When AVN affects the scaphoid bone, it is known as Preiser disease. Another named form of AVN is Köhler disease, which affects the navicular bone of the foot, primarily in children. Yet another form of AVN is Kienböck's disease, which affects the lunate bone in the wrist.[21]


A variety of methods may be used to treat[5] the most common being the total hip replacement (THR). However, THRs have a number of downsides including long recovery times and the life spans of the hip joints (often around 20 to 30 years[22]). THRs are an effective means of treatment in the older population; however, in younger people, they may wear out before the end of a person's life.[22]

Other techniques such as metal on metal resurfacing may not be suitable in all cases of avascular necrosis; its suitability depends on how much damage has occurred to the femoral head.[23] Bisphosphonates which reduce the rate of bone breakdown may prevent collapse (specifically of the hip) due to AVN.[24]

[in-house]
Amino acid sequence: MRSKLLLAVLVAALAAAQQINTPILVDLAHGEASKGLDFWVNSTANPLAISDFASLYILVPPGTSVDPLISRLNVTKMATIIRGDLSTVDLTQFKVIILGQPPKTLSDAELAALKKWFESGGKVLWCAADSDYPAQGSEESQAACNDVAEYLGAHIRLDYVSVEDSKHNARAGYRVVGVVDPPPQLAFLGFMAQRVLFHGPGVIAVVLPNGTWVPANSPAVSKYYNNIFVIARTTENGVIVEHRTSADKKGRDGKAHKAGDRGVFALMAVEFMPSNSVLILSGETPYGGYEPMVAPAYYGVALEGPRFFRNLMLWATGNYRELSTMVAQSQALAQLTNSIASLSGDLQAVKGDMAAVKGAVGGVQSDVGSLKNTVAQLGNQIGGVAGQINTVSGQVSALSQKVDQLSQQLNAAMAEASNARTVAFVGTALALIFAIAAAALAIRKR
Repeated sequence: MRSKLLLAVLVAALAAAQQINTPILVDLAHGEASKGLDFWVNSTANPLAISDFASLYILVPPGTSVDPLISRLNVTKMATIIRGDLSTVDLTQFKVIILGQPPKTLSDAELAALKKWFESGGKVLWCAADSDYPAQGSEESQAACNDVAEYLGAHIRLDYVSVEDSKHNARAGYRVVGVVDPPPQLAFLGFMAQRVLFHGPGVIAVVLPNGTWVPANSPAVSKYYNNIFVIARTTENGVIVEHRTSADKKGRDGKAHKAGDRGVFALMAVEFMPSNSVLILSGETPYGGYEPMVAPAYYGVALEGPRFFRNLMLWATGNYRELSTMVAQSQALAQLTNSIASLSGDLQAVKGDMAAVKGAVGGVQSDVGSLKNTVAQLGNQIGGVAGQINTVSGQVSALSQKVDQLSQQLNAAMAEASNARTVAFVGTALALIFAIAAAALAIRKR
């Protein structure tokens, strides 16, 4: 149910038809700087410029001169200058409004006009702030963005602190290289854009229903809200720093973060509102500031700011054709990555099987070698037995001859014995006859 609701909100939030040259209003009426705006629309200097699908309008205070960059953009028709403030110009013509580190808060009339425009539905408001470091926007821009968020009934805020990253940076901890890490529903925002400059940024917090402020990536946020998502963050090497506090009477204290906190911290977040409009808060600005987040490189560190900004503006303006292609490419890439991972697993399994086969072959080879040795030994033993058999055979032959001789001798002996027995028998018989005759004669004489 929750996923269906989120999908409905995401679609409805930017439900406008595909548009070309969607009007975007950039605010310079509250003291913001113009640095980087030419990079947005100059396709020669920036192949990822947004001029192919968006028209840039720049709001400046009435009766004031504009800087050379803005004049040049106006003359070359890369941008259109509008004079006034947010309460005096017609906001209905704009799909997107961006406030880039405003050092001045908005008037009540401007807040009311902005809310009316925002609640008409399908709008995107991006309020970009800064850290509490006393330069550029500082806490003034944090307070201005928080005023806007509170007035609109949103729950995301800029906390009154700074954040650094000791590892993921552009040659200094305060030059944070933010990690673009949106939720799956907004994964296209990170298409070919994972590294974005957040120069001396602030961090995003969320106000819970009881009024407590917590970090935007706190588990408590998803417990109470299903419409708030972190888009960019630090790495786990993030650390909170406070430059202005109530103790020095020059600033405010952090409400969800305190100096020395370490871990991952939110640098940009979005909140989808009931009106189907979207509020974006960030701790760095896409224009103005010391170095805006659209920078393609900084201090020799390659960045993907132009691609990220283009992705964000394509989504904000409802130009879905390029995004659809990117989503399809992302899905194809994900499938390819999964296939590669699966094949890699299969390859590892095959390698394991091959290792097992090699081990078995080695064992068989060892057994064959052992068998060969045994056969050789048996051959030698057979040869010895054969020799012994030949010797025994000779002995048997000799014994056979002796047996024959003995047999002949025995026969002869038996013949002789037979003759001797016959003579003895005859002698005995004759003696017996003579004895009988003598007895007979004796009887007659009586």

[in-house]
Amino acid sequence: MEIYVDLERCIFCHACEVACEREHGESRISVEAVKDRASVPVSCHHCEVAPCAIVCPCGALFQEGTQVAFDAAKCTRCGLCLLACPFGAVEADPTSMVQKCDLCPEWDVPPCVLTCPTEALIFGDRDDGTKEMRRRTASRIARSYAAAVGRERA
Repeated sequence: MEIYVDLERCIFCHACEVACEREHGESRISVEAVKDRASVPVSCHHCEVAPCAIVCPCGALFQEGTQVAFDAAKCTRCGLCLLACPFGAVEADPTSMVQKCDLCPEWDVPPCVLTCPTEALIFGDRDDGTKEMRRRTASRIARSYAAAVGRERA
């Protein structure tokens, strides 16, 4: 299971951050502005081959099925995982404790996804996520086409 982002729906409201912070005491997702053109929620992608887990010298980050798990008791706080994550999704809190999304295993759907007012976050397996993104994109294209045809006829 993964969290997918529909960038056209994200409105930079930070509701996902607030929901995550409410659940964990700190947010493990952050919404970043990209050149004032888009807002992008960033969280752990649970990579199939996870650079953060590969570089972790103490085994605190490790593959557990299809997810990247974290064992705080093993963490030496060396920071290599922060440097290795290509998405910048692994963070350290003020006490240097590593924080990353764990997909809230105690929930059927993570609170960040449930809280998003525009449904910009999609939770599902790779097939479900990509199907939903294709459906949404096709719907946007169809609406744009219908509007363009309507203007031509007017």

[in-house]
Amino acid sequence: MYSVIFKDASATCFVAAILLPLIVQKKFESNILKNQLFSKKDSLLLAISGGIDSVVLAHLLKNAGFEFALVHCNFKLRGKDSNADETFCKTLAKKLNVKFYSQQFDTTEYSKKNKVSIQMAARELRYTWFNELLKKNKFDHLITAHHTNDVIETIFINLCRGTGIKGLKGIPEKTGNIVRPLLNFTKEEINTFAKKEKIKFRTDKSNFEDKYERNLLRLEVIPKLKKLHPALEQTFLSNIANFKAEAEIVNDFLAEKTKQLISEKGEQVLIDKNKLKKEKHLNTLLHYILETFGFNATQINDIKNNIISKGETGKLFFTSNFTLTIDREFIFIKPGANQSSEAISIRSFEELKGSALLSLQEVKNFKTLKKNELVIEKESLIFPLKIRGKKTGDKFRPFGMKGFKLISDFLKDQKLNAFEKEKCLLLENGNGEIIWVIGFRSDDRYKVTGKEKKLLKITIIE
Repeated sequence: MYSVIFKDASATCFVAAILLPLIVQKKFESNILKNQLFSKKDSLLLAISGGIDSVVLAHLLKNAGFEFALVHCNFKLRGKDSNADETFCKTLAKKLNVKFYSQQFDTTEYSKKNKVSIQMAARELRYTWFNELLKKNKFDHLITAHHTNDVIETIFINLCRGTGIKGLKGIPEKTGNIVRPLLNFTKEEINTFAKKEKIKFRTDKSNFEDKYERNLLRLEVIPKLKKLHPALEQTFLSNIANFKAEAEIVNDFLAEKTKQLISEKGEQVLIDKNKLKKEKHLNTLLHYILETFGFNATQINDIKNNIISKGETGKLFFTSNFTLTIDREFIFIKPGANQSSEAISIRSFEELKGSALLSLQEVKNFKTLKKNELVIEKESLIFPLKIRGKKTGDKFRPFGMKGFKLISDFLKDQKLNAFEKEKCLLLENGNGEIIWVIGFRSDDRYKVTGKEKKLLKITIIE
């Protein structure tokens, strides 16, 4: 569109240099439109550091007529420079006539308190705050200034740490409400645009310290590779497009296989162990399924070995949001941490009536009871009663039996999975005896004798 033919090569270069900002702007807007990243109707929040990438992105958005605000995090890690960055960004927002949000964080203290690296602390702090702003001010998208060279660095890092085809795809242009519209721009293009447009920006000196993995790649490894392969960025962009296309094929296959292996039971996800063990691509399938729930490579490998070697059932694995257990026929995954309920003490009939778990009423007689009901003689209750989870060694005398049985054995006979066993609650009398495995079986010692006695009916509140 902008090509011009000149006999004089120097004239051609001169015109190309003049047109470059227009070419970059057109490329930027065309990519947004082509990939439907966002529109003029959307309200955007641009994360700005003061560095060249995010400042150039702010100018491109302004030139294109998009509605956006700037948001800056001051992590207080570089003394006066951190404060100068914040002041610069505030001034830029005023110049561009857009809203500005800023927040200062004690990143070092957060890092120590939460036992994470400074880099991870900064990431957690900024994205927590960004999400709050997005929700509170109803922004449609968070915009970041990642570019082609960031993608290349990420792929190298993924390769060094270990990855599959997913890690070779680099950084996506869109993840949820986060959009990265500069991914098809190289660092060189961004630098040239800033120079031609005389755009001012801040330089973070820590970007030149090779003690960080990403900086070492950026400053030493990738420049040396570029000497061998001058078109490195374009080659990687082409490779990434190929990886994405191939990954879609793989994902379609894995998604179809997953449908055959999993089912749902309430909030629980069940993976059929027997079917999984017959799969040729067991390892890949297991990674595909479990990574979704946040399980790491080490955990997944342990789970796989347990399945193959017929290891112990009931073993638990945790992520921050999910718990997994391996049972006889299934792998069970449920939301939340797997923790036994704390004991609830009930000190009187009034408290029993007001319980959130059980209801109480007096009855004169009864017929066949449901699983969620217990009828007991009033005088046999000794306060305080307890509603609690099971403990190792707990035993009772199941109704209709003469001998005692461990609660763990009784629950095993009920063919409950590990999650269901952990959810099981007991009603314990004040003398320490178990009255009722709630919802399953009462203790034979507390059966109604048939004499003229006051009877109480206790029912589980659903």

Core decompression[edit]

Other treatments include core decompression, where internal bone pressure is relieved by drilling a hole into the bone, and a living bone chip and an electrical device to stimulate new vascular growth are implanted; and the free vascular fibular graft (FVFG), in which a portion of the fibula, along with its blood supply, is removed and transplanted into the femoral head.[25] A 2016 Cochrane review found no clear improvement between people who have had hip core decompression and participate in physical therapy, versus physical therapy alone. There is additionally no strong research on the effectiveness of hip core decompression for people with sickle cell disease.[11]